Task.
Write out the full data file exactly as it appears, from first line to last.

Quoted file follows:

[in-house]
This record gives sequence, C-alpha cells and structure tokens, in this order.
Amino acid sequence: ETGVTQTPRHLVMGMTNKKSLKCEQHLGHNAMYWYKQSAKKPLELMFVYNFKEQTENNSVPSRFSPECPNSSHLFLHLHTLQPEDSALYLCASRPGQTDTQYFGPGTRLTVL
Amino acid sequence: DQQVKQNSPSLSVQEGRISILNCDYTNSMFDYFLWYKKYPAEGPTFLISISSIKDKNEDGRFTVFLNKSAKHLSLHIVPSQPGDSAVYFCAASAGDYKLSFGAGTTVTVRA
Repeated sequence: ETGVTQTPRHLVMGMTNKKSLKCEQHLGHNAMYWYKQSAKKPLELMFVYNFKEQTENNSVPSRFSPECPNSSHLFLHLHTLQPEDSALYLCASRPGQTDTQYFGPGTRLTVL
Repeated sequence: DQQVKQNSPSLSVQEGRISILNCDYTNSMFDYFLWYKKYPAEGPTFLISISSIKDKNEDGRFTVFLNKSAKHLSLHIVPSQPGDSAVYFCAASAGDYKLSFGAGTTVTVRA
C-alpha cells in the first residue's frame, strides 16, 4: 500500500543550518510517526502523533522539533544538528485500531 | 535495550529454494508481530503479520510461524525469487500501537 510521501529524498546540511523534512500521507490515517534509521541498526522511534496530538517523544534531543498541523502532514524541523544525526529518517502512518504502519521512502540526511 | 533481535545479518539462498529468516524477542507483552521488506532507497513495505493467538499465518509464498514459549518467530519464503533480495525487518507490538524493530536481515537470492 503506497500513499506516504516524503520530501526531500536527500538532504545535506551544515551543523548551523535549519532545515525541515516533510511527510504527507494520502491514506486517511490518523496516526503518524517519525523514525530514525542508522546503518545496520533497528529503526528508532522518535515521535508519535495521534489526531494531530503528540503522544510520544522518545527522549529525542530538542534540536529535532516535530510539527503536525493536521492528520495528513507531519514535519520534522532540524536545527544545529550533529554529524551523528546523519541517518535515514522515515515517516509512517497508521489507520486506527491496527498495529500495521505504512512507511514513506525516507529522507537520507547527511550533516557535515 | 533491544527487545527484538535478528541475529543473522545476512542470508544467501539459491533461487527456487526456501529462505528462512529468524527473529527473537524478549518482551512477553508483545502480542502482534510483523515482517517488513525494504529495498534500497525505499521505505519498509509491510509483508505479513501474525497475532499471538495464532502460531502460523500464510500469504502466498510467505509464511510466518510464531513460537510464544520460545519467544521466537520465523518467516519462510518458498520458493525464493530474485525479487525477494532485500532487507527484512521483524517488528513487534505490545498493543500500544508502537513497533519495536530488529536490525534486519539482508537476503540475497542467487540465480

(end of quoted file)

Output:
[in-house]
This record gives sequence, C-alpha cells and structure tokens, in this order.
Amino acid sequence: ETGVTQTPRHLVMGMTNKKSLKCEQHLGHNAMYWYKQSAKKPLELMFVYNFKEQTENNSVPSRFSPECPNSSHLFLHLHTLQPEDSALYLCASRPGQTDTQYFGPGTRLTVL
Amino acid sequence: DQQVKQNSPSLSVQEGRISILNCDYTNSMFDYFLWYKKYPAEGPTFLISISSIKDKNEDGRFTVFLNKSAKHLSLHIVPSQPGDSAVYFCAASAGDYKLSFGAGTTVTVRA
Repeated sequence: ETGVTQTPRHLVMGMTNKKSLKCEQHLGHNAMYWYKQSAKKPLELMFVYNFKEQTENNSVPSRFSPECPNSSHLFLHLHTLQPEDSALYLCASRPGQTDTQYFGPGTRLTVL
Repeated sequence: DQQVKQNSPSLSVQEGRISILNCDYTNSMFDYFLWYKKYPAEGPTFLISISSIKDKNEDGRFTVFLNKSAKHLSLHIVPSQPGDSAVYFCAASAGDYKLSFGAGTTVTVRA
C-alpha cells in the first residue's frame, strides 16, 4: 500500500543550518510517526502523533522539533544538528485500531 | 535495550529454494508481530503479520510461524525469487500501537 510521501529524498546540511523534512500521507490515517534509521541498526522511534496530538517523544534531543498541523502532514524541523544525526529518517502512518504502519521512502540526511 | 533481535545479518539462498529468516524477542507483552521488506532507497513495505493467538499465518509464498514459549518467530519464503533480495525487518507490538524493530536481515537470492 503506497500513499506516504516524503520530501526531500536527500538532504545535506551544515551543523548551523535549519532545515525541515516533510511527510504527507494520502491514506486517511490518523496516526503518524517519525523514525530514525542508522546503518545496520533497528529503526528508532522518535515521535508519535495521534489526531494531530503528540503522544510520544522518545527522549529525542530538542534540536529535532516535530510539527503536525493536521492528520495528513507531519514535519520534522532540524536545527544545529550533529554529524551523528546523519541517518535515514522515515515517516509512517497508521489507520486506527491496527498495529500495521505504512512507511514513506525516507529522507537520507547527511550533516557535515 | 533491544527487545527484538535478528541475529543473522545476512542470508544467501539459491533461487527456487526456501529462505528462512529468524527473529527473537524478549518482551512477553508483545502480542502482534510483523515482517517488513525494504529495498534500497525505499521505505519498509509491510509483508505479513501474525497475532499471538495464532502460531502460523500464510500469504502466498510467505509464511510466518510464531513460537510464544520460545519467544521466537520465523518467516519462510518458498520458493525464493530474485525479487525477494532485500532487507527484512521483524517488528513487534505490545498493543500500544508502537513497533519495536530488529536490525534486519539482508537476503540475497542467487540465480